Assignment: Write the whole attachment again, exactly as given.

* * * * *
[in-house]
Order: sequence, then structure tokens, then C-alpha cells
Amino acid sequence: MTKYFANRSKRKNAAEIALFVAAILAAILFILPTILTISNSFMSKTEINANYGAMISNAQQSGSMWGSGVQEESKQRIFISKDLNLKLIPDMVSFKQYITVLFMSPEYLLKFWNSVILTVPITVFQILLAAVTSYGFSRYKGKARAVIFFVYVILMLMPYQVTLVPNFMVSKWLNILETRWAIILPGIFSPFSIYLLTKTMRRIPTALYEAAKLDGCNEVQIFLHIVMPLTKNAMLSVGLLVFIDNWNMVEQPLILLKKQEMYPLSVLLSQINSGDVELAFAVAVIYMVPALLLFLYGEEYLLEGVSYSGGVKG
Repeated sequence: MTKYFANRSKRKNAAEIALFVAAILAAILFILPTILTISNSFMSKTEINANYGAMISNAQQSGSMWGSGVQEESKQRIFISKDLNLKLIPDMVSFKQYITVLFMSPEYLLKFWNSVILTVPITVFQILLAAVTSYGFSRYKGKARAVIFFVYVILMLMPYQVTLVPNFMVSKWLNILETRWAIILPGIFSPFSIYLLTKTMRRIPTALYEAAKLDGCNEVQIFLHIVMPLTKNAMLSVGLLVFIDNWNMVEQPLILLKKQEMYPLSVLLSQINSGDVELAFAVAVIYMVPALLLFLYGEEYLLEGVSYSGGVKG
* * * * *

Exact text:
[in-house]
Order: sequence, then structure tokens, then C-alpha cells
Amino acid sequence: MTKYFANRSKRKNAAEIALFVAAILAAILFILPTILTISNSFMSKTEINANYGAMISNAQQSGSMWGSGVQEESKQRIFISKDLNLKLIPDMVSFKQYITVLFMSPEYLLKFWNSVILTVPITVFQILLAAVTSYGFSRYKGKARAVIFFVYVILMLMPYQVTLVPNFMVSKWLNILETRWAIILPGIFSPFSIYLLTKTMRRIPTALYEAAKLDGCNEVQIFLHIVMPLTKNAMLSVGLLVFIDNWNMVEQPLILLKKQEMYPLSVLLSQINSGDVELAFAVAVIYMVPALLLFLYGEEYLLEGVSYSGGVKG
Repeated sequence: MTKYFANRSKRKNAAEIALFVAAILAAILFILPTILTISNSFMSKTEINANYGAMISNAQQSGSMWGSGVQEESKQRIFISKDLNLKLIPDMVSFKQYITVLFMSPEYLLKFWNSVILTVPITVFQILLAAVTSYGFSRYKGKARAVIFFVYVILMLMPYQVTLVPNFMVSKWLNILETRWAIILPGIFSPFSIYLLTKTMRRIPTALYEAAKLDGCNEVQIFLHIVMPLTKNAMLSVGLLVFIDNWNMVEQPLILLKKQEMYPLSVLLSQINSGDVELAFAVAVIYMVPALLLFLYGEEYLLEGVSYSGGVKG